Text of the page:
LOS ANGELES – In the clinical experience of , The problem is, far fewer people with diabetes are being referred for the surgery than would benefit from it.
At the World Congress on Insulin Resistance, Diabetes, and Cardiovascular Disease, Dr. Alberti said that only about 1% of eligible patients in the United States undergo bariatric surgery, compared with just 0.22% of eligible patients in the United Kingdom.
“Obesity is an increasing problem,” said Dr. Alberti, a senior research investigator in the section of diabetes, endocrinology, and metabolism at Imperial College, London. “The United States is leading the field [in obesity], and it doesn’t seem to be going away. This is in parallel with diabetes. According to the, the diabetes prevalence worldwide is now 463 million. It’s projected to reach 578 million by 2030 and 700 million by 2045. We have a major problem.”
Lifestyle modification with diet and exercise have been the cornerstone of diabetes therapy for more than 100 years, with only modest success. “A range of oral agents have been added [and they] certainly improve glycemic control, but few achieve lasting success, and few achieve remission,” Dr. Alberti said. Findings from DiRECT () and the Look AHEAD (Action for Health in Diabetes) study ( ) have shown dramatic improvements in glycemia, but only in the minority of patients who achieved weight loss of 10 kg or more. “In this group, 80% achieved remission after 2 years in DiRECT,” he said. “It is uncertain whether this can be sustained long term in real life, and how many people will respond. Major community prevention programs are under way in the U.S. and [United Kingdom], but many target individuals with prediabetes. Currently, it is unknown how successful these programs will be.”
Thestate that bariatric surgery is a recommended treatment option for adults with type 2 diabetes and a body mass index of either 40.0 kg/m2 or higher (or 37.5 kg/m2 or higher in people of Asian ancestry) or 35.0-39.9 kg/m2 (32.5-37.4 kg/m2 in people of Asian ancestry) and who do not achieve durable weight loss and improvement in comorbidities with reasonable nonsurgical methods. According to Dr. Alberti, surgery should be an accepted option in people who have type 2 diabetes and a body mass index of 30 kg/m2 or higher, and priority should be given to adolescents, young adults, and those with a shorter duration of diabetes.
The main suggestive evidence in favor of bariatric surgery having an impact on diabetes comes from the Swedish Obese Subjects Study, which had a median follow-up of 10 years (). In patients with diabetes at baseline, 30% were still in remission at 15 years after surgery. After 18 years, cumulative microvascular disease had fallen from 42 to 21 per 1,000 person-years, and macrovascular complications had fallen by 25%. “This was not a randomized, controlled trial, however,” Dr. Alberti said. Several of these studies have now been performed, including the STAMPEDE trial ( ) and recent studies led by Geltrude Mingrone, MD, PhD, which show major glycemic benefit ( ) with bariatric surgery.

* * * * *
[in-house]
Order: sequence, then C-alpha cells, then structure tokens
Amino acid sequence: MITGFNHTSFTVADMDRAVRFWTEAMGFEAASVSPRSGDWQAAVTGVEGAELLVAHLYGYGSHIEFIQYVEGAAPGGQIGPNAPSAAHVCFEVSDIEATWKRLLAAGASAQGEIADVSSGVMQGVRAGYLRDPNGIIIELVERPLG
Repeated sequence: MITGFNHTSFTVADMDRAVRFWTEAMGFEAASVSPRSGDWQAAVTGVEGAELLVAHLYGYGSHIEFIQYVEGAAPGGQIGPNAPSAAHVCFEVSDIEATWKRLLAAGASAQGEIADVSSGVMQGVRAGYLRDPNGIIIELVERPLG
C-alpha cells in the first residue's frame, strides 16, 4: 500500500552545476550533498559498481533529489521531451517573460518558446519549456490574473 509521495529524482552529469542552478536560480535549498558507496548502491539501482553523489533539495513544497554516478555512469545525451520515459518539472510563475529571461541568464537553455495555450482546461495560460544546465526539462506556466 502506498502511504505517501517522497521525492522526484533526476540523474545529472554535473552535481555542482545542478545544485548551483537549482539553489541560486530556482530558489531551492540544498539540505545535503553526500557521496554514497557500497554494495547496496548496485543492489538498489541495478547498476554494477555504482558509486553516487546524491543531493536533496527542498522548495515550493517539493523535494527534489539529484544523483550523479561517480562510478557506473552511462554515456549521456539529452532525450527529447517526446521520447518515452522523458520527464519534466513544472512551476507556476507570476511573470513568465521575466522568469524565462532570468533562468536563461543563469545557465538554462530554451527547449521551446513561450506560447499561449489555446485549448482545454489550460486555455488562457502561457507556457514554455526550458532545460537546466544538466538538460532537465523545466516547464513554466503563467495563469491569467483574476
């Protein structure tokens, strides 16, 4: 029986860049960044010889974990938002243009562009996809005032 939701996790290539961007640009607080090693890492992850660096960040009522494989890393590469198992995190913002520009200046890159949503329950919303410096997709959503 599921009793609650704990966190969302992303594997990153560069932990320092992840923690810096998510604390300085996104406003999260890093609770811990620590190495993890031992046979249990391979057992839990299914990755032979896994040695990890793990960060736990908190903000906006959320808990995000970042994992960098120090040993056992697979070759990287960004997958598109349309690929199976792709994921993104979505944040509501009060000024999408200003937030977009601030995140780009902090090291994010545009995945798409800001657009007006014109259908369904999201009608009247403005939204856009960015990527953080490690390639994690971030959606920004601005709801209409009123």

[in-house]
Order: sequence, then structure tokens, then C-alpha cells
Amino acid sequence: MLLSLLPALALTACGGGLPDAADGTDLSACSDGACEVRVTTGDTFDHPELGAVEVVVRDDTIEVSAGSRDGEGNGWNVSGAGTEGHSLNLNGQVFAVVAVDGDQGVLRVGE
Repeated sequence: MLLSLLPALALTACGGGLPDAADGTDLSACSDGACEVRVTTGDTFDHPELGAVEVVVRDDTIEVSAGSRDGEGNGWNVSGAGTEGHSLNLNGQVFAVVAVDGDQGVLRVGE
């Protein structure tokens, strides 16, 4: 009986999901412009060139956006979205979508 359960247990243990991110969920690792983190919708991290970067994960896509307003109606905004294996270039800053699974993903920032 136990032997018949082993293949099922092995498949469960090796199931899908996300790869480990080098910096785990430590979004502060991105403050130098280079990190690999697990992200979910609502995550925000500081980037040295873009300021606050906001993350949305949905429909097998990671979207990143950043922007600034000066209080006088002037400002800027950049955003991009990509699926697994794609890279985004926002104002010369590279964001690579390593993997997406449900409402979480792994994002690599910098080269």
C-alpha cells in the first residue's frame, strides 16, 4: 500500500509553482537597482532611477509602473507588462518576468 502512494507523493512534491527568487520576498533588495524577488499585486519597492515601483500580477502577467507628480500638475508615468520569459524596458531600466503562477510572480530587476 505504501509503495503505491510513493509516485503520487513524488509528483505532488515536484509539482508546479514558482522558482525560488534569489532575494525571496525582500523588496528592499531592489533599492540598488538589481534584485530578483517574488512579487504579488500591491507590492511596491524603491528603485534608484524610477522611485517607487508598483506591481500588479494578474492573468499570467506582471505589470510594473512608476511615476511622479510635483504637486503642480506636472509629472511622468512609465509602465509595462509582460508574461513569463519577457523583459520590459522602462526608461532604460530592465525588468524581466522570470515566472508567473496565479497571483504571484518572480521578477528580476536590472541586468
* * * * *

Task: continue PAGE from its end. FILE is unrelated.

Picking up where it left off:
According to Dr. Alberti, laparoscopic adjustable gastric lap band is the easiest bariatric surgery to perform but it has fallen out of favor because of lower diabetes remission rates, compared with the other procedures. Roux-en-Y gastric bypass, sleeve gastrectomy, and biliary pancreatic diversion are all in use. Slightly higher remission rates have been shown with biliary pancreatic diversion. “There have also been consistent improvements in quality of life and cardiovascular risk factors,” he said. “Long-term follow-up is still [needed], but, in general, it seems that diabetic complications are lower than in medically treated control groups, and mortality may also be lower. The real question is, what is the impact on complications? There we have a problem, because we do not have any good randomized, controlled trials covering a 10- to 20-year period, which would give us clear evidence. There is reasonable evidence from cohort studies, though.”
Added benefits of bariatric surgery include improved quality of life, decreased blood pressure, less sleep apnea, improved cardiovascular risk factors, and better musculoskeletal function. For now, though, an unmet need persists. “The problem is that far fewer people are referred for bariatric surgery than would benefit,” Dr. Alberti said. “There are several barriers to greater use of bariatric surgery in those with diabetes. These include physician attitudes, inadequate referrals, patient perceptions, lack of awareness among patients, inadequate insurance coverage, and particularly health system capacity. There is also a lack of sympathy for overweight people in some places.”
Dr. Alberti reported having no financial disclosures.